If you were looking for an update on the status of the connected car on the European market, you are in luck. Software and IT Services (SITS) consulting company Pierre Audoin Consultants (PAC) has released a study entitled “The Connected Car in Europe- Strategies and Technologies for Connected Driving”.
The study is based on a survey distributed to 250 CxOs of auto companies in France, Germany, the UK, the Netherlands, Spain, Sweden, and Italy. Its main goal was to explore the strategies of the industry of developing and launching connected car technologies and services, using such questions as:
- Which trends and changes are important?
- What role do politics and standardization play regarding connected car offerings?
- What are upcoming investment plans and who are the decision makers?
The answers? “The automative industry is about to experience a technological leap that will substantially change mobility”.
Some of the statistics are quite exciting for lovers of the connected car. The survey found that about 55% of automakers are still in the beginning stage, defined as being in the research and development, design and implementation, and testing phases. However, 43% of automakers, a very substantial number, are in production mode, defined by the integration into products, rollout, and operation phases. The biggest focuses of car manufacturers at the moment are in-car connectivity, car-to-driver connectivity, as well as car-to-x connectivity.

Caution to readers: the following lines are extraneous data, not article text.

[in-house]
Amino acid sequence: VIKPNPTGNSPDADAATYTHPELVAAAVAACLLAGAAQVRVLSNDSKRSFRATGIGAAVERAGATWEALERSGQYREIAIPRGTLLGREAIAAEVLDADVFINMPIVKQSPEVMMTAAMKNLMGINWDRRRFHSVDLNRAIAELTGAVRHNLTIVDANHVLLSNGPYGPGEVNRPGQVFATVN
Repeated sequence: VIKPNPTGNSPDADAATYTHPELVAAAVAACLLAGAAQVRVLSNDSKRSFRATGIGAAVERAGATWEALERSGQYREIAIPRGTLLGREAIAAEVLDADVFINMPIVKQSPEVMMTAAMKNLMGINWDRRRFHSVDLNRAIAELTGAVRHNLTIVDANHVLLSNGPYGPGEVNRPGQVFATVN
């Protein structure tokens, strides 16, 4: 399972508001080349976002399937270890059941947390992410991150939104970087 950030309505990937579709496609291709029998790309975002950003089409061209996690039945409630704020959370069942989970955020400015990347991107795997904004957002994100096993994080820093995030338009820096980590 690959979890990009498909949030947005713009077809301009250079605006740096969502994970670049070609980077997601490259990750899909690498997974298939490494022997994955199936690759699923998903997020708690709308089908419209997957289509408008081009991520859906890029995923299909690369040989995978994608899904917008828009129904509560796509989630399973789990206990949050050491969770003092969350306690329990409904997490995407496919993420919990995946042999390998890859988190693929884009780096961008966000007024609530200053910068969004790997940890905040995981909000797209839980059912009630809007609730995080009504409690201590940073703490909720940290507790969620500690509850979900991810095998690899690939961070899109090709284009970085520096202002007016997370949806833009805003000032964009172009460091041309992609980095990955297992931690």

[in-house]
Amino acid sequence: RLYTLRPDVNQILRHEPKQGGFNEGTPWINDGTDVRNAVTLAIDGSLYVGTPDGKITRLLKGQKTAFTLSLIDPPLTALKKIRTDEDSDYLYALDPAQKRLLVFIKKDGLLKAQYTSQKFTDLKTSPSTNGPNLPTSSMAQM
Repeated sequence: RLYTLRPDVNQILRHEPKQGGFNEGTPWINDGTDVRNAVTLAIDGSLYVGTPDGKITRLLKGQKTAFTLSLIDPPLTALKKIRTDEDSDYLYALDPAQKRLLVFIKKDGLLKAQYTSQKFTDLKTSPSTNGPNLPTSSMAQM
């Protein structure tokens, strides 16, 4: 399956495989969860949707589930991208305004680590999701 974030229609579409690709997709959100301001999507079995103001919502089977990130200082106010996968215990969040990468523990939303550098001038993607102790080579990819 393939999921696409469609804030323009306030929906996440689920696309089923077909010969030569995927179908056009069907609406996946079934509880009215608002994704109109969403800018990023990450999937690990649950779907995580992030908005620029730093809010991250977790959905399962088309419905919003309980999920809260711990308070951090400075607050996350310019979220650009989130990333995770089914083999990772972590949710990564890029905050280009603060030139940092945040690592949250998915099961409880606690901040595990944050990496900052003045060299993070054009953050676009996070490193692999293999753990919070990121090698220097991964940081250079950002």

But what are the challenges? They include how to bundle multiple third-party services, change in ownership strategy, and allocating revenue streams across different partners. Connected Car companies are asking for help in software development, security, and testing from external services in order to respond to these questions. However, where companies are seeking these answers, I think, is very significant. They are going to government service providers, possibly in order to resolve the question about policy and standardization, but also Consulting and IT providers as well as electric device manufacturers. So we can clearly see from this who some of the decision makers are as well as where investment plans could be coming from.
However, the potential offerings, aside from the obvious benefit of a connected car for consumers, are numerous for car companies. They can help produce a complementary business, become a major business driver, and serve as a differentiator from competitors.
The study certainly would be exciting for companies and car lovers alike who have any stake in the connected car. Whether consumers are ready for it or not, the study affirms us that the connected car is on its way in force in the European marketplace. I’m particularly impressed by the offerings of the connected car. I think with all of the complementary service offerings it really has potential to make a major splash in the auto industry as a whole, especially just on the level of new jobs and economic impact it could have. But for now, we will just have to hold onto the wheel and wait for the wave to hit!